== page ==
Indeed, housing affordability reached an all-time record high in the first quarter, according to the National Association of REALTORS®’ Housing Affordability Index.

Here’s a closer look at how mortgage rates fared for the week ending May 24, according to Freddie Mac:

30-year fixed-rate mortgages: averaged a new record of 3.78 percent, with an average 0.8 point, dropping from last week’s previous record low of 3.79 percent. A year ago at this time, 30-year rates averaged 4.60 percent.
15-year fixed-rate mortgages: averaged 3.04 percent, with an average 0.7 point, holding steady at the record low it set last week. Last year at this time, 15-year rates averaged 3.78 percent.
5-year adjustable-rate mortgages: averaged 2.83 percent, with an average 0.6 point, also unchanged from last week’s average. Last year at this time, 5-year ARMs averaged 3.41 percent.
1-year ARMs: averaged 2.75 percent, with an average 0.4 point, dropping from last week’s 2.78 percent average. A year ago, 1-year ARMs averaged 3.11 percent.

Source: Freddie Mac
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Mortgage Rates Sink to New Records Once Again

For the third-straight week, fixed-rate mortgages reached new record lows, pushing home affordability even higher for those who can qualify.

“The European debt crisis overshadowed improving economic indicators for the U.S. and allowed Treasury bond yields and fixed mortgage rates to ease for another week,” Frank Nothaft, Freddie Mac’s chief economist, said in explaining why mortgage rates continue to inch down.

Here’s a closer look at how rates fared for the week ending May 17, according to Freddie Mac’s weekly mortgage market survey:

30-year fixed-rate mortgages: averaged a new record low of 3.79 percent this week, with an average 0.7 point, down from last week’s previous record of 3.83 percent. Thirty-year mortgage rates have been below 4 percent since December. A year ago at this time, 30-year fixed-rate mortgages averaged 4.61 percent.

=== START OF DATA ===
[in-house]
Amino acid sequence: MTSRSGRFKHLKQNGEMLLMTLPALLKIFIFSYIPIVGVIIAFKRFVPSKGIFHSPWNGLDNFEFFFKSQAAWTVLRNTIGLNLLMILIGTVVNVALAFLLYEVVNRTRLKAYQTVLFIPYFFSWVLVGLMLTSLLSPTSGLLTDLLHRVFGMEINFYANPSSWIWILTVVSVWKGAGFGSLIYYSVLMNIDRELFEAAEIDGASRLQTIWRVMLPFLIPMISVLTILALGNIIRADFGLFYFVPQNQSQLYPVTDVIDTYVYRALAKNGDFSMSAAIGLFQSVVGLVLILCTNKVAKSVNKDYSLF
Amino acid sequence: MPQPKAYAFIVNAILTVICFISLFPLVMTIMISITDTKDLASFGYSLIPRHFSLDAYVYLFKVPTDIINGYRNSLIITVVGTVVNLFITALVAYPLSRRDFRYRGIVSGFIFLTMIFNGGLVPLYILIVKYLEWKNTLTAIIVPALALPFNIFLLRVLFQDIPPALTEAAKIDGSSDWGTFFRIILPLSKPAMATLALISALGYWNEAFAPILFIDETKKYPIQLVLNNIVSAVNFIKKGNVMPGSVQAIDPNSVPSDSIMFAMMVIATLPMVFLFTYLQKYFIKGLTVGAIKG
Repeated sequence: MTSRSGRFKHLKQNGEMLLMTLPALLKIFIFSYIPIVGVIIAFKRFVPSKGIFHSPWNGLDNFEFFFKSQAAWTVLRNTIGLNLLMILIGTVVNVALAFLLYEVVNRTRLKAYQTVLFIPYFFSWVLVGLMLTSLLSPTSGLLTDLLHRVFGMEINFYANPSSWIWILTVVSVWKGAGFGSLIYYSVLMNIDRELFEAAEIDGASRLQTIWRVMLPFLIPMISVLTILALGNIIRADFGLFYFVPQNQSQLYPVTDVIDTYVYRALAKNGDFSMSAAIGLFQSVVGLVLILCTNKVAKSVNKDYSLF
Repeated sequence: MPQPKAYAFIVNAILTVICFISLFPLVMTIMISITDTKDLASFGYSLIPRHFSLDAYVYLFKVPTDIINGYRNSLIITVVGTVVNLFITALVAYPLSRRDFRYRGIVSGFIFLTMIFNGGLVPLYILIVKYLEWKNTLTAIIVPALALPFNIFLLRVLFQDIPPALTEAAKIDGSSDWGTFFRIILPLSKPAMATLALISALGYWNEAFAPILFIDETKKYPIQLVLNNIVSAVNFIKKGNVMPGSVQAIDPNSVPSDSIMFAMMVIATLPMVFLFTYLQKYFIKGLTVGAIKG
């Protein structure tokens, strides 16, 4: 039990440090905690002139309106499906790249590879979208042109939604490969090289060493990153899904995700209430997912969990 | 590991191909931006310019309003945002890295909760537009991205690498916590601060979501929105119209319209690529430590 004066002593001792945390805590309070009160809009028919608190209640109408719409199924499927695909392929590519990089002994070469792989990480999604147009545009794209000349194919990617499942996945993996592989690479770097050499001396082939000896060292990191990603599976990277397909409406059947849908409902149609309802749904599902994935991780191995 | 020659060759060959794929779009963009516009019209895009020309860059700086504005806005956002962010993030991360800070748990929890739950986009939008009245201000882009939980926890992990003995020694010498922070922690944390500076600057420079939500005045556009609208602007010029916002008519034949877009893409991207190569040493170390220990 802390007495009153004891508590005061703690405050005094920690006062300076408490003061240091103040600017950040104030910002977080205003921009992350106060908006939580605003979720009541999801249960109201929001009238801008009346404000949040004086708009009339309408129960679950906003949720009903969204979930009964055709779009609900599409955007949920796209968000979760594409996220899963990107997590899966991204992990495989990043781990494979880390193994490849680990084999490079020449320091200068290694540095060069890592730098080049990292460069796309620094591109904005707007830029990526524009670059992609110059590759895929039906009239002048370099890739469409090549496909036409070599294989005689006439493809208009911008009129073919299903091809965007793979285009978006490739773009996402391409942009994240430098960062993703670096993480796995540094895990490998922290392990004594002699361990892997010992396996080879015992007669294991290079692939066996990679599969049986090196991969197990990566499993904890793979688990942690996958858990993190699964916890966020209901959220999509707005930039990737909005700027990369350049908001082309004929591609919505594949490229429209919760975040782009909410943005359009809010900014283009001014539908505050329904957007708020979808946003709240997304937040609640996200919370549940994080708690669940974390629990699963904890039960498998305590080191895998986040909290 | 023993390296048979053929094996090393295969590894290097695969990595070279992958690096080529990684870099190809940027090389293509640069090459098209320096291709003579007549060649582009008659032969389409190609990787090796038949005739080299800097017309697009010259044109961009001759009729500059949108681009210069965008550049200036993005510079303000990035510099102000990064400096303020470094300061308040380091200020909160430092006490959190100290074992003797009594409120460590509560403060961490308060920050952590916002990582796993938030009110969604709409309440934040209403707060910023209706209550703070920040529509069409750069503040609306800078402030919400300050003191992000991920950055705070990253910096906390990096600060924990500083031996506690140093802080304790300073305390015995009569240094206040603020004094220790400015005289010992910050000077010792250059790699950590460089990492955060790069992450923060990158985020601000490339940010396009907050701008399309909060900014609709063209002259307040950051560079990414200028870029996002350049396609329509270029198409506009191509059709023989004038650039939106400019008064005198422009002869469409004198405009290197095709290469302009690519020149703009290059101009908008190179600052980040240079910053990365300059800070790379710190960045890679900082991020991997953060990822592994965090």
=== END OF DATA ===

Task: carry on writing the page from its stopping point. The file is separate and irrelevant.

15-year fixed-rate mortgages: also dipped to new record lows this week, averaging 3.04 percent, with an average 0.7 point, dropping from last week’s previous record of 3.05 percent. Last year at this time, 15-year fixed-rate mortgages averaged 3.80 percent.
5-year adjustable-rate mortgages: averaged 2.83 percent, with an average 0.6 point, rising slightly from last week’s 2.81 percent average. Last year at this time, 5-year ARMs averaged 3.48 percent.
1-year ARMs: averaged 2.78 percent, with an average 0.5 point, also up slightly from last week’s 2.73 percent average. A year ago at this time, 1-year ARMs averaged 3.15 percent.

Source: Freddie Mac

Housing Starts Post New Gains, Signs of Healing

Builders broke ground on more homes last month as housing starts jumped 2.6 percent nationwide in April over March, the Commerce Department reported this week.

The single-family sector saw a 3 percent increase in housing starts in April, while multifamily construction projects saw a 3.2 percent rise.

“April’s increase in housing production comes on top of strong upward revisions to the previous month’s data, and is an encouraging sign that we are returning to a gradual, upward trend that should continue in the year ahead as builders respond to improving demand for new homes in certain markets,” Barry Rutenberg, chairman of the National Association of Home Builders, said in a statement. “Unfortunately, overly restrictive lending conditions for builders and buyers are slowing the pace of this trend considerably.”